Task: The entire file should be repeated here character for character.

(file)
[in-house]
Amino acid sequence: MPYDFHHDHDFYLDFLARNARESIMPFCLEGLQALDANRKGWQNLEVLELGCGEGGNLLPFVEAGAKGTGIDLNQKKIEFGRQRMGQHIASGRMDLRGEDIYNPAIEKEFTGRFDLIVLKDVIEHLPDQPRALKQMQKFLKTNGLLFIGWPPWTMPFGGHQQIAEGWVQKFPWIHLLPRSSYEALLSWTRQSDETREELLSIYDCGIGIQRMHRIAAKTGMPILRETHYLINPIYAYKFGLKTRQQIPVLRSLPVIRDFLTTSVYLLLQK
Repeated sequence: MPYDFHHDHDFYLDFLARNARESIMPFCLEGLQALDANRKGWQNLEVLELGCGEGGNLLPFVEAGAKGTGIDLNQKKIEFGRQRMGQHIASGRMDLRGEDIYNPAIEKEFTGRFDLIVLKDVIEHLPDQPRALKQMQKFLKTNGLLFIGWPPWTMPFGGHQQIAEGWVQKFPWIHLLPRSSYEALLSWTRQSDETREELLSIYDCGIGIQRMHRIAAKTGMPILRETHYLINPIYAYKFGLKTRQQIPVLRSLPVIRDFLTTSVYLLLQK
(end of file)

[in-house]
Amino acid sequence: MPYDFHHDHDFYLDFLARNARESIMPFCLEGLQALDANRKGWQNLEVLELGCGEGGNLLPFVEAGAKGTGIDLNQKKIEFGRQRMGQHIASGRMDLRGEDIYNPAIEKEFTGRFDLIVLKDVIEHLPDQPRALKQMQKFLKTNGLLFIGWPPWTMPFGGHQQIAEGWVQKFPWIHLLPRSSYEALLSWTRQSDETREELLSIYDCGIGIQRMHRIAAKTGMPILRETHYLINPIYAYKFGLKTRQQIPVLRSLPVIRDFLTTSVYLLLQK
Repeated sequence: MPYDFHHDHDFYLDFLARNARESIMPFCLEGLQALDANRKGWQNLEVLELGCGEGGNLLPFVEAGAKGTGIDLNQKKIEFGRQRMGQHIASGRMDLRGEDIYNPAIEKEFTGRFDLIVLKDVIEHLPDQPRALKQMQKFLKTNGLLFIGWPPWTMPFGGHQQIAEGWVQKFPWIHLLPRSSYEALLSWTRQSDETREELLSIYDCGIGIQRMHRIAAKTGMPILRETHYLINPIYAYKFGLKTRQQIPVLRSLPVIRDFLTTSVYLLLQK